Keith Magnuson — Defenseman
Born: 4/27/1947
Died: 12/15/2003
Played for Team: 1969–70 to 1979–80
Keith Magnuson once said he'd do anything to keep the puck out of Chicago's net—including stopping a puck with his teeth. He refused to back down from bigger, stronger opponents, and the fans and teammates loved him for it.


Doug Wilson — Defenseman
Born: 4/27/1947
Died: 12/15/2003
Played for Team: 1969–70 to 1979–80
Keith Magnuson once said he'd do anything to keep the puck out of Chicago's net—including stopping a puck with his teeth. He refused to back down from bigger, stronger opponents, and the fans and teammates loved him for it.


Dirk Graham — Right Wing
Born: 7/29/1959
Played for Team: 1987–88 to 1994–95
Dirk Graham was one of the league's top defensive forwards. He was also good for 20 to 30 goals most seasons. In his second year with Chicago, Graham became the first person of color to be named an NHL team captain. He also coached the Blackhawks, becoming the first person of color to coach an NHL team.


Ed Belfour — Goalie
Born: 4/21/1965
Played for Team: 1988–89 to 1996–97
A quick glove and lightning reflexes helped Ed Belfour make a splash in the NHL at an early age. He won the Calder and Vezina awards in 1990–91 and helped the Blackhawks reach the Stanley Cup Finals in 1992. Belfour won another Vezina Trophy in 1992–93.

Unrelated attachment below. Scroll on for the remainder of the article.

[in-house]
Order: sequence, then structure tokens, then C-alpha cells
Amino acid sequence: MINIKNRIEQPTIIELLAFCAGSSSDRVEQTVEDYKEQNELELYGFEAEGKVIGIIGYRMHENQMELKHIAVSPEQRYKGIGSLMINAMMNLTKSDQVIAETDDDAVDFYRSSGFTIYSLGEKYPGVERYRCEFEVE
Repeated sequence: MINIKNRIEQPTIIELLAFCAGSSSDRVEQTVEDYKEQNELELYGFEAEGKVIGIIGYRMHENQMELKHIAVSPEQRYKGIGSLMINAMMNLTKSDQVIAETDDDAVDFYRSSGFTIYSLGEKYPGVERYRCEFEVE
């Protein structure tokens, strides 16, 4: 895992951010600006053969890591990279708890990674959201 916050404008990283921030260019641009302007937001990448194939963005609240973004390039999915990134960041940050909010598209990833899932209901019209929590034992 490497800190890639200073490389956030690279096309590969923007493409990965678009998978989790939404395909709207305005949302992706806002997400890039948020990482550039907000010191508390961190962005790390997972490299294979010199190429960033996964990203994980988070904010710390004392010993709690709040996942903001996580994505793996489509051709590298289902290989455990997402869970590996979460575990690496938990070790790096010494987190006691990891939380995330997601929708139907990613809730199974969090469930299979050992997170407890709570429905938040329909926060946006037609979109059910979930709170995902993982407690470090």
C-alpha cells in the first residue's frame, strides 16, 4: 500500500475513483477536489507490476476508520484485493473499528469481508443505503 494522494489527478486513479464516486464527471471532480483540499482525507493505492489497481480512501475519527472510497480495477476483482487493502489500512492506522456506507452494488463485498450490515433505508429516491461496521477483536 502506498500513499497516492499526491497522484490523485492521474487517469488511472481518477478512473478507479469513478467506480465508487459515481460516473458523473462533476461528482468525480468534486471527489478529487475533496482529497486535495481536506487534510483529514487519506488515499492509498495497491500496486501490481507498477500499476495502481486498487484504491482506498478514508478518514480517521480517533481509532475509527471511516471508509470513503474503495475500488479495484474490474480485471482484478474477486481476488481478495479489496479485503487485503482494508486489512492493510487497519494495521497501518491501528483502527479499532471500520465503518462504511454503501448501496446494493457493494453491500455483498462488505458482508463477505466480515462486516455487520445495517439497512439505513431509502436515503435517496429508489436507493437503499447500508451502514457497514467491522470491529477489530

Patrick Sharp — Left Wing
Born: 12/27/1981
First Season with Team: 2005–06
The Hawks picked up Patrick Sharp in one of their best-ever trades. He immediately became the club's top clutch player, and in 2011 had 11 goals and 11 assists on the way to Chicago's Stanley Cup title. The following season, Sharp was named MVP of the All-Star Game. In 2013, his 10 goals led all scorers in the playoffs.


Corey Crawford — Goalie
Born: 12/31/1984
First Season with Team: 2005–06
It took five seasons for Corey Crawford to win the starting job in Chicago, but once he did, the Blackhawks were tough to beat. In the 2013 playoffs, Crawford led all goalies with 16 wins and allowed under two goals per game.

     
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Team Spirit Extras

This old newspaper clipping shows Gottselig posing with some of the players in the AAGPBL. (Author's Collection)

 

CALLING THE SHOTS
During the 1940s, Johnny Gottselig was a manager in the All-American Girls Professional Baseball League (made famous in the movie A League of Their Own). Gottselig managed the Racince Belles, Peoria Redwings and Kenosha Comets.


BIG NUMBERS